• The injury and television aspects that were once a factor really aren’t anymore. The analytics helped on the former, too, in showing that there wasn’t a notable jump in injuries in overtime, or through the week following an overtime game for players. On the latter, where the networks used to complain about games running into later windows or other programming, now, in the words of one source, “They want the games to go on forever.” Which is to say NFL games are dusting 60 Minutes in the ratings.
• The competition committee certainly could’ve tweaked the team proposals, but the two had both crossed an unofficial threshold for taking a rule change to a larger discussion—more than half the league was willing to at least consider it, based on the committee’s annual surveys. The survey, by the way, was done before the analytics supporting a change in overtime was distributed to teams.
• These two proposals aren’t the only ones that have elicited at least some discussion. Another is Baltimore’s spot-and-choose idea, which we detailed in a column last year. And a fourth, one I hadn’t heard about until this week, is one called “continuation”—with the idea being that you just keep playing if the game is tied at the end of regulation in a sudden death format, so whoever has the ball last keeps it after the fourth quarter expires. (I like this one, but haven’t had as much time to think about it.)
• The hardest group to crack on overtime, as it was in 2010, has been the coaches. And that’s understandable, mostly because it’s another strategic piece of the game for them to adapt to, knowing it’s their rear ends on the line when it’s time to make decisions in these spots.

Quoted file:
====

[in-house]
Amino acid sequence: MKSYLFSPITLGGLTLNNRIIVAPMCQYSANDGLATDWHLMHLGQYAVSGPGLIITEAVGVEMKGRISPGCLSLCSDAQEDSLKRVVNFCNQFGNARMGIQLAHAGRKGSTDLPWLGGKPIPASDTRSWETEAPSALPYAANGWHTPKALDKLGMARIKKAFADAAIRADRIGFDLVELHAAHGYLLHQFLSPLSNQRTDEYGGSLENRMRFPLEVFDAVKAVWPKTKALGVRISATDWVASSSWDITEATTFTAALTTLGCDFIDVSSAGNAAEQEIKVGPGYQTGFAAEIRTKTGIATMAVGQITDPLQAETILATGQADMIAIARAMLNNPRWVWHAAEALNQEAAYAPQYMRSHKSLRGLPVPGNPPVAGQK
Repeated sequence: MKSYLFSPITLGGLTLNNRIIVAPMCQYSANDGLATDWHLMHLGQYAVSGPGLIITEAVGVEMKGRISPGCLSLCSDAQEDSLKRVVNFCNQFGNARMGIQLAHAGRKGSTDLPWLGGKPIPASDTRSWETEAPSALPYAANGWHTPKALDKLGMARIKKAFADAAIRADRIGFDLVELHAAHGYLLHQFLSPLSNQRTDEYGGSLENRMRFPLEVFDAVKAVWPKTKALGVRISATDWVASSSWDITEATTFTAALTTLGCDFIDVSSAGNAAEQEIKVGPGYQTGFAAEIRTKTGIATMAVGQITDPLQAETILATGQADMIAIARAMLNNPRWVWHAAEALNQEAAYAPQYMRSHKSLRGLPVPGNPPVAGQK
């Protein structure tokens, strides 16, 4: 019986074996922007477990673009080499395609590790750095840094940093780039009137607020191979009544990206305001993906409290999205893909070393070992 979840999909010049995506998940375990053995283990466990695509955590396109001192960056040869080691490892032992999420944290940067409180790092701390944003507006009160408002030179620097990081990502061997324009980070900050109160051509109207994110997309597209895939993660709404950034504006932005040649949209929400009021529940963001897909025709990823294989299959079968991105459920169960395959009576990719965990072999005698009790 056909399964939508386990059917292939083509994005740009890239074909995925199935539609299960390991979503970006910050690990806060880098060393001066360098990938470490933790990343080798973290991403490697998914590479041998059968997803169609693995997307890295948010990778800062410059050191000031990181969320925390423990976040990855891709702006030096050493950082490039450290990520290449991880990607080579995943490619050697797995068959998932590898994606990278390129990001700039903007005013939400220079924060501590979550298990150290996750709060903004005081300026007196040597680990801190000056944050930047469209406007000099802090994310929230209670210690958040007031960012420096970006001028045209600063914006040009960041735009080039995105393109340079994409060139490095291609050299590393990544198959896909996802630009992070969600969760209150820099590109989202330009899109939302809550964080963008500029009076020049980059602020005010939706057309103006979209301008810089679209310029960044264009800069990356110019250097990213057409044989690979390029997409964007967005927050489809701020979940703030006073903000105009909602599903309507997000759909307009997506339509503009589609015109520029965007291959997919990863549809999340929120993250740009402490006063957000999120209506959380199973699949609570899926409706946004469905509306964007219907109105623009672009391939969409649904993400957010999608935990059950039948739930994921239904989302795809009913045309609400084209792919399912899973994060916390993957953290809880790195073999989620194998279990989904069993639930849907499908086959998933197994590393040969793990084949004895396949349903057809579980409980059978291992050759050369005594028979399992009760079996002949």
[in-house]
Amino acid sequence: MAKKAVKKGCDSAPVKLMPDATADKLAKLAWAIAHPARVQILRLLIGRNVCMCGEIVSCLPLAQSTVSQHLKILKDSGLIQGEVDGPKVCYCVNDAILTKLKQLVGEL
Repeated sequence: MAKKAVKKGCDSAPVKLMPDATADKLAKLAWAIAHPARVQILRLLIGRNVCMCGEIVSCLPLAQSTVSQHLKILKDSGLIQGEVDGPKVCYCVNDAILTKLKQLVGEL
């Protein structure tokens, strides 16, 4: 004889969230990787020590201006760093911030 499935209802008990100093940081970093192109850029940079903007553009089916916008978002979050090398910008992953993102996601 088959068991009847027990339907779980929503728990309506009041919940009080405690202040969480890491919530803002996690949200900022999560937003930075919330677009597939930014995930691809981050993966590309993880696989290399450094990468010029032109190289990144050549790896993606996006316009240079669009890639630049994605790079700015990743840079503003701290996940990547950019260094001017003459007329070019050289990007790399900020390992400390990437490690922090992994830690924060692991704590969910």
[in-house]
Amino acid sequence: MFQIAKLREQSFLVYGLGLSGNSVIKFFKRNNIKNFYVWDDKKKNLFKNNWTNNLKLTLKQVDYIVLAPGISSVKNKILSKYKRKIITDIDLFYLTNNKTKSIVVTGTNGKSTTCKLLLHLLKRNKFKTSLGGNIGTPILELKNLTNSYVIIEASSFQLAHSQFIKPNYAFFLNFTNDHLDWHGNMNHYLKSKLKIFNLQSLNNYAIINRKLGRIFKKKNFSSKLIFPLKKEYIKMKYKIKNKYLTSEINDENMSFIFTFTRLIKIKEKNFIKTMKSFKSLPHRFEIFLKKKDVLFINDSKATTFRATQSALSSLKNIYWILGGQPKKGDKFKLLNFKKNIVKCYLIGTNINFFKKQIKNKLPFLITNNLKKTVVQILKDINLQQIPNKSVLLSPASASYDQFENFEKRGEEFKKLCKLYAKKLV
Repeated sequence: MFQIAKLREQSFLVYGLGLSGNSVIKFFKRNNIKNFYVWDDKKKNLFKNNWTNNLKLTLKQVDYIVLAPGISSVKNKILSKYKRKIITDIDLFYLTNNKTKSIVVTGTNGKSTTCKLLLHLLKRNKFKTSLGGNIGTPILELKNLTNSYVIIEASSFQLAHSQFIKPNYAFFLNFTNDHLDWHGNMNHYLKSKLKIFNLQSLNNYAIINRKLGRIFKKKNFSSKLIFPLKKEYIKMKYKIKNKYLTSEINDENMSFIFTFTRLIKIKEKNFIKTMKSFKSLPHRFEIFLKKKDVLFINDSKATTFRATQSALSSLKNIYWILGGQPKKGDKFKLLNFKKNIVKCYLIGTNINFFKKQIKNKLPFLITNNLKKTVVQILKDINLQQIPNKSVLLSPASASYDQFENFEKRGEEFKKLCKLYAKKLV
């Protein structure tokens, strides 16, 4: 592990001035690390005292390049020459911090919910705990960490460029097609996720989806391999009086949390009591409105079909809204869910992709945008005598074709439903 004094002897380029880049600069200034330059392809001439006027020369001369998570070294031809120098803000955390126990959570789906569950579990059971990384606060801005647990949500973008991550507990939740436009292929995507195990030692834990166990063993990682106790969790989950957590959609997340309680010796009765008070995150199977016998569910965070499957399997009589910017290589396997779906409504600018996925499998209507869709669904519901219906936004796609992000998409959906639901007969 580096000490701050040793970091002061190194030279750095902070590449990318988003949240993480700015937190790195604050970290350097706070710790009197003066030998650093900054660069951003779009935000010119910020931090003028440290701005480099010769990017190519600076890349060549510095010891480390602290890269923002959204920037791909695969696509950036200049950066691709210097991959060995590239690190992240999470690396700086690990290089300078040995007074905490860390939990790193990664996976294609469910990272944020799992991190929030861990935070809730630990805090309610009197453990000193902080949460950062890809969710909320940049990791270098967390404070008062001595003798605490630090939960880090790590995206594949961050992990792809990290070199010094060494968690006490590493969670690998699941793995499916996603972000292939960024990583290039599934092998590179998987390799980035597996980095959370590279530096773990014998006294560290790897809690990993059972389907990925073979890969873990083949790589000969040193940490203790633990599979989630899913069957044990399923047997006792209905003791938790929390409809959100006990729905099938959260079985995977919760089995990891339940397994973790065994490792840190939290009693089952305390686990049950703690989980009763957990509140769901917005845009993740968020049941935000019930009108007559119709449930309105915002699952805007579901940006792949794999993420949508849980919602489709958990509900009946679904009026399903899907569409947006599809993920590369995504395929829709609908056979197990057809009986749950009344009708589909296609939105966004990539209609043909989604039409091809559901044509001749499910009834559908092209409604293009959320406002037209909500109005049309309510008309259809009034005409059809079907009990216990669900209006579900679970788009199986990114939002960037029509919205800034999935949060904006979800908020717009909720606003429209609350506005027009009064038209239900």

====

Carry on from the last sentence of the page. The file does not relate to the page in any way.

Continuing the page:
So where does this go from here? My guess is the league will have a hard time getting to 24 votes on its first try—because that’s how these things normally work—and they’ll take a straw poll in the room that’ll reflect that, and table it. And then, eventually, in 2023 or ’24, the change will come, from one proposal or another.
I’d also hope that this time around the coaches are in the room for it.
Outside of the overtime rules, this should be a relatively uneventful week in Florida. I say that, of course, knowing that bomb after bomb has dropped this offseason. I’m certainly not ruling out some sort of football transaction coming to life here. But, just as far as what’s on the league’s agenda this week, it’s pretty light.
• The NFL’s diversity, equality and inclusion committee met on Saturday and Sunday, will again Monday and, outside of overtime, the biggest headline could be generated in that area. The league has made pretty significant progress in improving its numbers in the general manager and coordinator ranks, but continues to lag badly in head coach hiring, which promises to continue to be a point of conversation over the coming days.
• From a business standpoint, news on G4 funding for a new Buffalo stadium should be coming. And while the Bills probably won’t have a new stadium lease before leaving Palm Beach, Terry and Kim Pegula have been talking with the state and New York governor Kathy Hochul on the subject, and a memorandum of understanding is in play. Securing those interest-free loans from the league is, of course, a big part of the process.
• The sale of the Broncos is another topic that’ll be on the docket for the owners to sort through. But where the Bills are nearing the finish line on their stadium effort, Denver is closer to the start. This is a relevant one for all teams, too, because it’s really the first team to go up for sale with the new realities of legalized gambling in place. Part of the reason why Panthers owner David Tepper bought when he did—four years ago, at a price of $2.275 billion—was in anticipation of legalized gambling soon goosing the value of each team.